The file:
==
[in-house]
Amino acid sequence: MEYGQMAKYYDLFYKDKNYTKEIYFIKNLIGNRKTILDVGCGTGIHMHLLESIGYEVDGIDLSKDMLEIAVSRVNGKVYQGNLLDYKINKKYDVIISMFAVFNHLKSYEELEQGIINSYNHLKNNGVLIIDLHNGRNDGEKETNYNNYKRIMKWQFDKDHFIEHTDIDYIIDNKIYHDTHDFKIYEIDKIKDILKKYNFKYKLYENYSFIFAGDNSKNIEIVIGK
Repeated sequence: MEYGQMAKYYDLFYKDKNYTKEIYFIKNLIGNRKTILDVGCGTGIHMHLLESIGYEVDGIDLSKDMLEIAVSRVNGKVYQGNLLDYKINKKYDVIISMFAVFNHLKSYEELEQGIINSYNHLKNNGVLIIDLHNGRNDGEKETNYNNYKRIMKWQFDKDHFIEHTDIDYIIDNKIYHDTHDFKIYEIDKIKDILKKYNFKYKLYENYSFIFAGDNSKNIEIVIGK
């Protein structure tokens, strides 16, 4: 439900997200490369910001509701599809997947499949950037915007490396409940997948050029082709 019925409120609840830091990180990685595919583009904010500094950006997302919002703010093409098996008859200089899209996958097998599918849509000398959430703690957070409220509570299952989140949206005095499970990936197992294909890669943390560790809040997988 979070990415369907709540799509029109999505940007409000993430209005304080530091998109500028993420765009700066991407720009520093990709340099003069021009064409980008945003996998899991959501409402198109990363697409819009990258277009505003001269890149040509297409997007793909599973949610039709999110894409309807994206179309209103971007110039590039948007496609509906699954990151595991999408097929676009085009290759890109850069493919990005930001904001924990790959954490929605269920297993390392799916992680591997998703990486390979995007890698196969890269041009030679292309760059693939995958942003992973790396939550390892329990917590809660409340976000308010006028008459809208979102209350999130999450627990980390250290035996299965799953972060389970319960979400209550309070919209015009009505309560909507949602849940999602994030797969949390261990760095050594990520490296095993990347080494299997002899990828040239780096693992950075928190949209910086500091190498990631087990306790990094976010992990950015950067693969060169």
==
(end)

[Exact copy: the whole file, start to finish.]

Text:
[in-house]
Amino acid sequence: MEYGQMAKYYDLFYKDKNYTKEIYFIKNLIGNRKTILDVGCGTGIHMHLLESIGYEVDGIDLSKDMLEIAVSRVNGKVYQGNLLDYKINKKYDVIISMFAVFNHLKSYEELEQGIINSYNHLKNNGVLIIDLHNGRNDGEKETNYNNYKRIMKWQFDKDHFIEHTDIDYIIDNKIYHDTHDFKIYEIDKIKDILKKYNFKYKLYENYSFIFAGDNSKNIEIVIGK
Repeated sequence: MEYGQMAKYYDLFYKDKNYTKEIYFIKNLIGNRKTILDVGCGTGIHMHLLESIGYEVDGIDLSKDMLEIAVSRVNGKVYQGNLLDYKINKKYDVIISMFAVFNHLKSYEELEQGIINSYNHLKNNGVLIIDLHNGRNDGEKETNYNNYKRIMKWQFDKDHFIEHTDIDYIIDNKIYHDTHDFKIYEIDKIKDILKKYNFKYKLYENYSFIFAGDNSKNIEIVIGK
């Protein structure tokens, strides 16, 4: 439900997200490369910001509701599809997947499949950037915007490396409940997948050029082709 019925409120609840830091990180990685595919583009904010500094950006997302919002703010093409098996008859200089899209996958097998599918849509000398959430703690957070409220509570299952989140949206005095499970990936197992294909890669943390560790809040997988 979070990415369907709540799509029109999505940007409000993430209005304080530091998109500028993420765009700066991407720009520093990709340099003069021009064409980008945003996998899991959501409402198109990363697409819009990258277009505003001269890149040509297409997007793909599973949610039709999110894409309807994206179309209103971007110039590039948007496609509906699954990151595991999408097929676009085009290759890109850069493919990005930001904001924990790959954490929605269920297993390392799916992680591997998703990486390979995007890698196969890269041009030679292309760059693939995958942003992973790396939550390892329990917590809660409340976000308010006028008459809208979102209350999130999450627990980390250290035996299965799953972060389970319960979400209550309070919209015009009505309560909507949602849940999602994030797969949390261990760095050594990520490296095993990347080494299997002899990828040239780096693992950075928190949209910086500091190498990631087990306790990094976010992990950015950067693969060169």